Departments of Geology and Geography
Dr. Townsend–Small’s research examines feedbacks in the global carbon and nitrogen cycles and their interactions with the global hydrologic cycle. Her research has spanned marine, freshwater, and terrestrial environments. An improved understanding of feedbacks in global biogeochemical cycles is critical for predicting environmental consequences of global climate change. For example, many scientists have predicted that increased emissions of carbon dioxide and other greenhouse gases will result in greater precipitation rates on land and increased river discharge to the oceans. Dr. Townsend–Small’s research has shown that an increase in precipitation and associated erosion rates in mountainous rivers wil likely result in greater export of terrestrial organic carbon in rivers, which will further accelerate emissions of carbon dioxide. Her research has also explored the effects of urbanization on carbon storage in terrestrial ecosystems and greenhouse gas emissions, including emissions of the more elusive greenhouse gases: nitrous oxide and methane. Dr. Townsend–Small’s research also makes use of stable isotope ratios to estimate nitrogen and carbon transformation pathways and radiocarbon dating to measure carbon turnover rates and fossil fuel emissions.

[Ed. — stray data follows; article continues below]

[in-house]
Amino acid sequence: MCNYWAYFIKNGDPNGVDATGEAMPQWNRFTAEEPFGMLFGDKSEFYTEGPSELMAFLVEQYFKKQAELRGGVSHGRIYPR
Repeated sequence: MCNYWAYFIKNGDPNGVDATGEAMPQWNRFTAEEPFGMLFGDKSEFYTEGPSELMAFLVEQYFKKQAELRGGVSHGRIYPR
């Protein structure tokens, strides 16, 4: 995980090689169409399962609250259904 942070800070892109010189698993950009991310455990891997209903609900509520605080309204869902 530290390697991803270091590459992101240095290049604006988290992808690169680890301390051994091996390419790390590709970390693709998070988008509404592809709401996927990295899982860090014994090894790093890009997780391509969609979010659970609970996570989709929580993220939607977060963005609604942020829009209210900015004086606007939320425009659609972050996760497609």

Amy Townsend–Small, James W. McClelland, R. Max Holmes, & Bruce J. Peterson (2011). Seasonal and hydrologic drivers of dissolved organic matter and nutrients in the upper Kuparuk River, Alaskan Arctic. Biogeochemistry 103: 109-124, doi:10.1007/s10533-010-9451-4.
Amy Townsend–Small & Claudia I. Czimczik (2010). Carbon sequestration and greenhouse gas emissions in urban turf. Geophysical Research Letters, 37(L02707 and L06707), doi:10.1029/2009GL041675 and doi:10.1029/GL042735.
Amy Townsend–Small, Jorge L. Noguera, Michael E. McClain, & Jay A. Brandes (2007). Radiocarbon and stable isotope geochemistry of organic matter in the Amazon headwaters, Peruvian Andes. Global Biogeochemical Cycles, 21(GB2029), doi:10.1029/2006GB002835.